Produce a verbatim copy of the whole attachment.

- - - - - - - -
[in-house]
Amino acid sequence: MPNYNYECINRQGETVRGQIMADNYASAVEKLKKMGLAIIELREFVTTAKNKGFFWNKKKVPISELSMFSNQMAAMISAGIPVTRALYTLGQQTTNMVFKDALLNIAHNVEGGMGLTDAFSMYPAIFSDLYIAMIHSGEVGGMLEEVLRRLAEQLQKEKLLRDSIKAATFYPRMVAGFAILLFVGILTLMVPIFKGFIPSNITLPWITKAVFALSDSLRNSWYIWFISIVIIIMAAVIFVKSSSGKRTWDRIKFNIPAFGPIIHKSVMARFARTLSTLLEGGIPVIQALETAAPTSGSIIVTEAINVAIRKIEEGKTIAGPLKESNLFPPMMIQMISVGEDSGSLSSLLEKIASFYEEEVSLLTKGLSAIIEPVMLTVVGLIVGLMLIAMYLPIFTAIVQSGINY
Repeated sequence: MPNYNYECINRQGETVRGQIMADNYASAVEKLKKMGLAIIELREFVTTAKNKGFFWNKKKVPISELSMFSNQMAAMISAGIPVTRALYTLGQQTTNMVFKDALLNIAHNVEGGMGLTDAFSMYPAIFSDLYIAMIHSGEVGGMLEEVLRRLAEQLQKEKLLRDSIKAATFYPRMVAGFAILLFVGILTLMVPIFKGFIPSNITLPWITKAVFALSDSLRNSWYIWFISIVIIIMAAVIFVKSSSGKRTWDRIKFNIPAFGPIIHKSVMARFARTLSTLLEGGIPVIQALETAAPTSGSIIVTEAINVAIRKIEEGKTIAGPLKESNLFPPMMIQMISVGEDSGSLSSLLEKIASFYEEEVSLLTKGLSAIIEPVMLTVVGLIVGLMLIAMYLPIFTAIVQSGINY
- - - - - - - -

[in-house]
Amino acid sequence: MPNYNYECINRQGETVRGQIMADNYASAVEKLKKMGLAIIELREFVTTAKNKGFFWNKKKVPISELSMFSNQMAAMISAGIPVTRALYTLGQQTTNMVFKDALLNIAHNVEGGMGLTDAFSMYPAIFSDLYIAMIHSGEVGGMLEEVLRRLAEQLQKEKLLRDSIKAATFYPRMVAGFAILLFVGILTLMVPIFKGFIPSNITLPWITKAVFALSDSLRNSWYIWFISIVIIIMAAVIFVKSSSGKRTWDRIKFNIPAFGPIIHKSVMARFARTLSTLLEGGIPVIQALETAAPTSGSIIVTEAINVAIRKIEEGKTIAGPLKESNLFPPMMIQMISVGEDSGSLSSLLEKIASFYEEEVSLLTKGLSAIIEPVMLTVVGLIVGLMLIAMYLPIFTAIVQSGINY
Repeated sequence: MPNYNYECINRQGETVRGQIMADNYASAVEKLKKMGLAIIELREFVTTAKNKGFFWNKKKVPISELSMFSNQMAAMISAGIPVTRALYTLGQQTTNMVFKDALLNIAHNVEGGMGLTDAFSMYPAIFSDLYIAMIHSGEVGGMLEEVLRRLAEQLQKEKLLRDSIKAATFYPRMVAGFAILLFVGILTLMVPIFKGFIPSNITLPWITKAVFALSDSLRNSWYIWFISIVIIIMAAVIFVKSSSGKRTWDRIKFNIPAFGPIIHKSVMARFARTLSTLLEGGIPVIQALETAAPTSGSIIVTEAINVAIRKIEEGKTIAGPLKESNLFPPMMIQMISVGEDSGSLSSLLEKIASFYEEEVSLLTKGLSAIIEPVMLTVVGLIVGLMLIAMYLPIFTAIVQSGINY